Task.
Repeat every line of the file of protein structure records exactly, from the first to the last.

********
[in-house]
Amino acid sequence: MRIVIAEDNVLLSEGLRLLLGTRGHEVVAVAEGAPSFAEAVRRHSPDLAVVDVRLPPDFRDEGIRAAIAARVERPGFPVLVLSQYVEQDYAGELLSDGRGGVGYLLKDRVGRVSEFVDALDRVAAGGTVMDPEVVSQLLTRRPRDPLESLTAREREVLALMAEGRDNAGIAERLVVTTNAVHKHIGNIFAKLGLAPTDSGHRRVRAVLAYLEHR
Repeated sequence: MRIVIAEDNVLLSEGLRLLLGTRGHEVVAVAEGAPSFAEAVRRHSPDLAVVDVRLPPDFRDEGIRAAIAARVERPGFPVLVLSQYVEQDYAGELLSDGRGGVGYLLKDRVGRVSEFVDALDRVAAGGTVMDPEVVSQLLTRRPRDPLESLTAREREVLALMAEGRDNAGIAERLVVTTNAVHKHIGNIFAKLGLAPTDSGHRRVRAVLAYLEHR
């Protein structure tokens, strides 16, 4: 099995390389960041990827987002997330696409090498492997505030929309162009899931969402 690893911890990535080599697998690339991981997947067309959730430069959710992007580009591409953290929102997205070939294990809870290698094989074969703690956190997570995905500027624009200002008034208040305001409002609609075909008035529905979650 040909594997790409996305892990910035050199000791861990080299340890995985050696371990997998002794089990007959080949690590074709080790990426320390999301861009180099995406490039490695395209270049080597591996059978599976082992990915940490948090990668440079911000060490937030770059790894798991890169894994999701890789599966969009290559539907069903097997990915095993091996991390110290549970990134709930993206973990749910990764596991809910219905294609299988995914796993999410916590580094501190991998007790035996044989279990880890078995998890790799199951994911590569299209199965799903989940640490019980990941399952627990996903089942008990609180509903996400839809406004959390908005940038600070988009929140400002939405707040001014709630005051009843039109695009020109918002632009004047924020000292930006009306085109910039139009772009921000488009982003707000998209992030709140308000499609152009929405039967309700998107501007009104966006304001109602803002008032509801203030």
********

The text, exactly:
[in-house]
Amino acid sequence: MRIVIAEDNVLLSEGLRLLLGTRGHEVVAVAEGAPSFAEAVRRHSPDLAVVDVRLPPDFRDEGIRAAIAARVERPGFPVLVLSQYVEQDYAGELLSDGRGGVGYLLKDRVGRVSEFVDALDRVAAGGTVMDPEVVSQLLTRRPRDPLESLTAREREVLALMAEGRDNAGIAERLVVTTNAVHKHIGNIFAKLGLAPTDSGHRRVRAVLAYLEHR
Repeated sequence: MRIVIAEDNVLLSEGLRLLLGTRGHEVVAVAEGAPSFAEAVRRHSPDLAVVDVRLPPDFRDEGIRAAIAARVERPGFPVLVLSQYVEQDYAGELLSDGRGGVGYLLKDRVGRVSEFVDALDRVAAGGTVMDPEVVSQLLTRRPRDPLESLTAREREVLALMAEGRDNAGIAERLVVTTNAVHKHIGNIFAKLGLAPTDSGHRRVRAVLAYLEHR
């Protein structure tokens, strides 16, 4: 099995390389960041990827987002997330696409090498492997505030929309162009899931969402 690893911890990535080599697998690339991981997947067309959730430069959710992007580009591409953290929102997205070939294990809870290698094989074969703690956190997570995905500027624009200002008034208040305001409002609609075909008035529905979650 040909594997790409996305892990910035050199000791861990080299340890995985050696371990997998002794089990007959080949690590074709080790990426320390999301861009180099995406490039490695395209270049080597591996059978599976082992990915940490948090990668440079911000060490937030770059790894798991890169894994999701890789599966969009290559539907069903097997990915095993091996991390110290549970990134709930993206973990749910990764596991809910219905294609299988995914796993999410916590580094501190991998007790035996044989279990880890078995998890790799199951994911590569299209199965799903989940640490019980990941399952627990996903089942008990609180509903996400839809406004959390908005940038600070988009929140400002939405707040001014709630005051009843039109695009020109918002632009004047924020000292930006009306085109910039139009772009921000488009982003707000998209992030709140308000499609152009929405039967309700998107501007009104966006304001109602803002008032509801203030």